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US-China battle on Huawei could lead to a 'splinternet'

Edmund Heaphy
Finance and news reporter
The war over Huawei could have implications for the structure of the internet. Photo: Mark Schiefelbein/AP

The banning of Chinese technology companies like Huawei in the US could heighten the risk that the internet splits into two competing networks, according to a leading expert.

John Chipman, the director general of the International Institute for Strategic Studies, warned that a competing Chinese version of the internet could potentially be “much more attractive” to countries in the developing world.

Chipman was speaking during a panel discussion on the potential global impact of a technology cold war at the World Economic Forum in Davos.

“The continuation of a single internet would see all countries, including China, having a vested interest in the global economy that it supports,” he said.

“A bifurcation of the internet — sometimes called the splinternet — could see two competing models.”

This could involve completely separate supply chains and computer systems built to different standards, meaning that internet technology, software, and other types of internet infrastructure may not be able to work together.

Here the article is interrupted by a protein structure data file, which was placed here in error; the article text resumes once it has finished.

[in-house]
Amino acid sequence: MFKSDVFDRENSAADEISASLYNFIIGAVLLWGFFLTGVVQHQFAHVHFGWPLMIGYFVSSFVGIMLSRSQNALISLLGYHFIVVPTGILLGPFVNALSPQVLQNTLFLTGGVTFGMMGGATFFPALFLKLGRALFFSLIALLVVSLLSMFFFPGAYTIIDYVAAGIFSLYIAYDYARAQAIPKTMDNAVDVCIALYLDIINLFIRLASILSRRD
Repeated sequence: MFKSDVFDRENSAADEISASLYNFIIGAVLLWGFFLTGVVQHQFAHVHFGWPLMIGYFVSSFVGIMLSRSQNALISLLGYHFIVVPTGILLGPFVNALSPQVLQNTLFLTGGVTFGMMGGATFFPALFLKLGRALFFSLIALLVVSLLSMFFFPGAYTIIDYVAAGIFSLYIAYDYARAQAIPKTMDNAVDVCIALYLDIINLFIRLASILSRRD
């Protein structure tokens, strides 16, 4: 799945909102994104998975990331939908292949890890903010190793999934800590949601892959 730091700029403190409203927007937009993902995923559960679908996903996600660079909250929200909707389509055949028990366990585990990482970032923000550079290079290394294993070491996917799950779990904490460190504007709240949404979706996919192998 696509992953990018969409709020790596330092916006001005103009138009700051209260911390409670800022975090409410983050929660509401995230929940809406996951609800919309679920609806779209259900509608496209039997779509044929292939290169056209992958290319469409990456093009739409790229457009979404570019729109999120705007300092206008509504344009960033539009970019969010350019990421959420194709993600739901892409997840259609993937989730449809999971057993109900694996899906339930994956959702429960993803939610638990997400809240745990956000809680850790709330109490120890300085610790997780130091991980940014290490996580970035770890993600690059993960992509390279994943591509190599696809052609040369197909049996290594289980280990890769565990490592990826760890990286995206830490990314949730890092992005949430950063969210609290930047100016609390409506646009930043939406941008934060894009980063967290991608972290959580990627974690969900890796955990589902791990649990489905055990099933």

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Each system would be looking to win business from each other, Chipman said. But the system built by the Chinese — which would likely end up being more closed-off than the current internet — would probably be more attractive to countries in the developing world, which tend to prioritise internal security.

“Clearly, the banning of Chinese tech in the US and allied networks heightens the risk of a splinternet,” he said.

Chipman noted that a splinternet was already occurring in the military world.

“You saw last week,” he said, “that the US asked the Taiwanese company TSMC, that also supplies Huawei, to produce its military chips in the US, because those are the military chips that go into the F-35 fighter jet.”

But Chipman warned that while a splinternet may have some benefits for certain countries, “a balkanised network though, would be problematic for consumers, and maybe even more dangerous.”

“It could mean that more state-on-state cyber-operations are conducted,” he said.

“There are lots of national security risks that could also arise from a lack of diversity in the high-tech marketplace.”